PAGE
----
1. Actually, hot linking is unethical because you are draining someone else’s resources. I have several photos across my small network which I know are hotlinked. Sure, I get some “traffic” but in reality that photo sits on my server while someone else uses it.

    Wherever possible, copy the photo over to your site (if allowed) and use it from there. Never depend on a third site to power your business.

    1. Hey Matt
      The code that was hanging my site was code from some service I signed up for a long time ago. I think their servers were down. Either that or they are now out of business. While combing through the code, I also noticed that I accidentally hotlinked a few credit card images as well. I have since checked to make sure all images are hosted on my own server.

  2. Boy Steve, that’s certainly something to think about. It probably would have taken me a lot longer to locate the problem. Thanks for the heads up.

  3. Hi Steve, although not a good thing to happen to you, it was a great lesson learned. It shows your analytical skills are up to scratch :)

    1. @Stephen,Steven
      I’m glad that it was helpful. Way back in the beginning when I was a newbie, I used to sign up for and use other people’s random services and javascript left and right. Now I’m a little more picky.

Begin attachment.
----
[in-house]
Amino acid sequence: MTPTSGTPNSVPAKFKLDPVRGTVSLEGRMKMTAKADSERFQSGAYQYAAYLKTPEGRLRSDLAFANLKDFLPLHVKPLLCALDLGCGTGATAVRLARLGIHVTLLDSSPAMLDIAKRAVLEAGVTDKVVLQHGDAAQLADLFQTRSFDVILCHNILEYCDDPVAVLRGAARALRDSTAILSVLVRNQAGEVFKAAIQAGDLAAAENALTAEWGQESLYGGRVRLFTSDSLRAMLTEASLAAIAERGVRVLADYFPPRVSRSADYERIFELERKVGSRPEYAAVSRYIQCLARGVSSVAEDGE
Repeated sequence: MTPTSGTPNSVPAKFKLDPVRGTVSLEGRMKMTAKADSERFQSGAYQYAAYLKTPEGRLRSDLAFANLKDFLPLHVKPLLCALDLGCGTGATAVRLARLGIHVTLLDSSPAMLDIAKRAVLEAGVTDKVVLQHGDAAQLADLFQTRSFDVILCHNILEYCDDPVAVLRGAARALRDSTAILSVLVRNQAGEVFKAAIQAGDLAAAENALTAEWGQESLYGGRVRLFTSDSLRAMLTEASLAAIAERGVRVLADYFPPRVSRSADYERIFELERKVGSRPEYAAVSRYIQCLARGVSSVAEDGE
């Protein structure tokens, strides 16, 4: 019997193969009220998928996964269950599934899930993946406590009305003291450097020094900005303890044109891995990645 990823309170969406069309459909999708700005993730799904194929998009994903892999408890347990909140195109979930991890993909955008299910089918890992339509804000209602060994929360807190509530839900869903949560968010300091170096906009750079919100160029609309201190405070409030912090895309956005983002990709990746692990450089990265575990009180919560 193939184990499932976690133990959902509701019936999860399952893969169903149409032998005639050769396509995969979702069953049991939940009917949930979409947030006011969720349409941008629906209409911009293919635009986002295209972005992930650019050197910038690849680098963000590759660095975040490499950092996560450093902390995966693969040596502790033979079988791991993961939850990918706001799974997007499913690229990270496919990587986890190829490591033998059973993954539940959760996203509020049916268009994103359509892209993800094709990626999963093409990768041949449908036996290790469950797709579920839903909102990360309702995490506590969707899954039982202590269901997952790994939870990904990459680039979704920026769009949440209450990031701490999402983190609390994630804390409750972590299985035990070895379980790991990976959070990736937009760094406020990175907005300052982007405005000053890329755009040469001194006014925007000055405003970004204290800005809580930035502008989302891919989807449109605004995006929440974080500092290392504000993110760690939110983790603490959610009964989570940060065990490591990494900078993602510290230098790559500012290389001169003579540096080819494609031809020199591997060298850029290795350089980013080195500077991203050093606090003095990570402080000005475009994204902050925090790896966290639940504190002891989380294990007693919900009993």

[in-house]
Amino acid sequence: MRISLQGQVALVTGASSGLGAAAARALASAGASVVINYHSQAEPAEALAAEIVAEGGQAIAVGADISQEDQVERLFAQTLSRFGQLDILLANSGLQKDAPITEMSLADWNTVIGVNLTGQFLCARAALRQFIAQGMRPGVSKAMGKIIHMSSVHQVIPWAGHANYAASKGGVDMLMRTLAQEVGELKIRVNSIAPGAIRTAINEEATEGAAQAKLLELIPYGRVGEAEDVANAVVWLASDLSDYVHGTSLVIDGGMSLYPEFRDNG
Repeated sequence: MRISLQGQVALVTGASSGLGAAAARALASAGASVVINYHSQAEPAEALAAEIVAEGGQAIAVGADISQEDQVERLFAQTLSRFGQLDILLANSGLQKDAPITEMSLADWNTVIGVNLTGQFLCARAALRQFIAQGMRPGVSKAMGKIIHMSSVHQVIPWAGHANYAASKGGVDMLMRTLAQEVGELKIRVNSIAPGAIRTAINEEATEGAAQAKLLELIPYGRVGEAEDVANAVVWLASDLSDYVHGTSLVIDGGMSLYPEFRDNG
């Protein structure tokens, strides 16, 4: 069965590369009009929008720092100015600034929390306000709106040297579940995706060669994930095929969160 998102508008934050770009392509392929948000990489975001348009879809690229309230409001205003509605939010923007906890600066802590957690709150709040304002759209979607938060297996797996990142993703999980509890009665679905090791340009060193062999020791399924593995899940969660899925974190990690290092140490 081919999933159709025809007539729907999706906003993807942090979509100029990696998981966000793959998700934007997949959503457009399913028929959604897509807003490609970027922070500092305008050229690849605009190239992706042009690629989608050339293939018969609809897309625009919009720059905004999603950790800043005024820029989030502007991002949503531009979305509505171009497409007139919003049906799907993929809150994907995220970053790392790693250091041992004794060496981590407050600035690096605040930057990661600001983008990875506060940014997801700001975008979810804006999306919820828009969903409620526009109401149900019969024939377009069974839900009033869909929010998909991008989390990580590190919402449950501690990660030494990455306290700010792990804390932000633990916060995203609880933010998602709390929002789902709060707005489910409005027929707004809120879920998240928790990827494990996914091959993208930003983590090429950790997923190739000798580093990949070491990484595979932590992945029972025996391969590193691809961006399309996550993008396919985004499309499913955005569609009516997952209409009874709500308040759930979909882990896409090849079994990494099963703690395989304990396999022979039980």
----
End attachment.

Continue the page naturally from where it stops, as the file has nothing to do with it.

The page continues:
1. Come to think of it, I think reddit also had an outage earlier this week which made my blog extremely slow to load. I have also since removed all javascript social media buttons and am using plain old links instead.

  4. Do you have any experience with Amazon S3?

    It’s what I use for external images and files to take some load off my web server but since I don’t have enough experience with it, was wondering whether you or anyone else use it.

    1. @Vanya
      I don’t use Amazon S3 but I do know many people who do. In general it’s a reliable service and Amazon is definitely a trustworthy company to rely on in terms of uptime.

  5. Wow, I never heard of that before (3th party hot linking). Thanks for the heads up for me not to use it if I ever came across something like that.

    1. Hi Carla,
      Chances are you are probably using 3rd party javascript on your site. For example if you are using a digg button, if the digg servers get slow, it will slow down your site as well. That’s why I now use links instead of javascript for my articles

  6. This is an excellent tip that very few people would catch. Thanks for sharing!

  7. One day, many, many years ago, I hosted a little emoticon graphic on the web server for my personal blog (long before Consumerism Commentary). I noticed in my logs that tons of people were using that URL to that tiny GIF in their own websites.

    So I decided to get back at all those hotlinkers by changing the GIF to an image that might not have no so safe for work, let’s say.

    Turns out that some middle school student got in big trouble for having their website with, let’s just say inappropriate, photos all over their site, when they thought the images were little yellow smiley faces, as they were before I switched out the graphic.

    I was contacted by the superintendent of the kid’s school, and I explained it wasn’t the kid’s fault and he shouldn’t be suspended. But he probably knows now not to hotlink.